‘Butterflynauts’ Emerge On Space Station
As of Dec. 1, four Painted Lady butterflies are living aboard the International Space Station.
These “butterflynauts” are part of an educational experiment that was launched Nov. 16 on space shuttle Atlantis and transferred to the space station. Students of all ages have been following the tiny crew’s development from larvae to butterflies.
“All four larvae formed chrysalises and two emerged as butterflies on Nov. 30. Two more butterflies emerged overnight,” said Stefanie Countryman, BioServe Space Technologies payload mission manager. The experiment is flying in BioServe’s Commercial Generic Bioprocessing Apparatus, a suitcase-sized payload used to conduct space experiments.
In classrooms across the United States, students have set up habitats and are replicating the space experiment. Their objective is to compare the growth and behavior of ground-based butterfly larvae and adult butterflies with those living in the microgravity environment of space.
BioServe is releasing video of the space butterflies as it becomes available. The first video from Nov. 30 shows only one of the butterflies. Video will be posted to YouTube and BioEd Online. Photos of the butterflies are also available on BioEd Online.
“The larvae didn’t seem to have problems navigating and feeding in the space environment. Now, the opportunities to investigate microgravity’s effect on adult butterfly behavior, wing development and flight are beginning,” said Dr. Nancy Moreno, professor of allied health sciences and senior associate director of Baylor College of Medicine’s Center for Educational Outreach.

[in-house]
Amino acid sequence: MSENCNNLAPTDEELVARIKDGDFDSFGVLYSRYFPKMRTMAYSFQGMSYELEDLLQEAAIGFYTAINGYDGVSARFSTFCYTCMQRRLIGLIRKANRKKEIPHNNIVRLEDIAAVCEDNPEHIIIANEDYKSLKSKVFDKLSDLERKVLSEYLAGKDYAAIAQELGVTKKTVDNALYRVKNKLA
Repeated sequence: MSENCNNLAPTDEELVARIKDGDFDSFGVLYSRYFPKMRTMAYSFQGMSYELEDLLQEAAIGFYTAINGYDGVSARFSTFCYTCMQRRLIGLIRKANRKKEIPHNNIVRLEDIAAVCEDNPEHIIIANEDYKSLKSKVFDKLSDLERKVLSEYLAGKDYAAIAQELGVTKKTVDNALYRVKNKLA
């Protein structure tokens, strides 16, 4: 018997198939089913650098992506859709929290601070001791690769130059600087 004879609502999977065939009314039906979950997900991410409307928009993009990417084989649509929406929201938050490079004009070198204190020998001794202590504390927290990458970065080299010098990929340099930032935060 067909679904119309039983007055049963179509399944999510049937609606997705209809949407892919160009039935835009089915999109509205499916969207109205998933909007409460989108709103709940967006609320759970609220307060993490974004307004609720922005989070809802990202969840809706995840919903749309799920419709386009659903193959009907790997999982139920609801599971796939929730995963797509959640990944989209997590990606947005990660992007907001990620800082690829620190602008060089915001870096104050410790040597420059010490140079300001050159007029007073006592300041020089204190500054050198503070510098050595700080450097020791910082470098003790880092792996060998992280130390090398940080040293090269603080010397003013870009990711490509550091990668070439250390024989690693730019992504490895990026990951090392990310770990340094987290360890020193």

Free teacher’s guide available
The ground-based portion of this activity is sponsored by the National Space Biomedical Research Institute and involves the cooperative effort of several science and education organizations. Project partners include BioServe Space Technologies of University of Colorado at Boulder, BCM, Orion’s Quest, The Butterfly Pavilion, Challenger Learning Center of Colorado and NASA. Additional support is provided by the Houston Endowment Inc., and Howard Hughes Medical Institute.
A free Butterflies in Space teacher’s guide can be downloaded from BioEd Online. The guide provides information on ordering larvae, along with simple instructions for creating a low-cost habitat and caring for the larvae and butterflies. The guide provides examples of scientific investigations so that students can design and carry out their own explorations.
“The photos and video are being archived, so classrooms can participate in the experiment at any time and compare their classroom larvae with photos of space larvae at the same developmental stage,” Moreno said.
Through the educational activity, students learn the skill of scientific observation by making detailed sketches of the larvae as they develop. The open-ended experiment also teaches students to ask scientific questions, observe details and differences, and use evidence to support their own conclusions.
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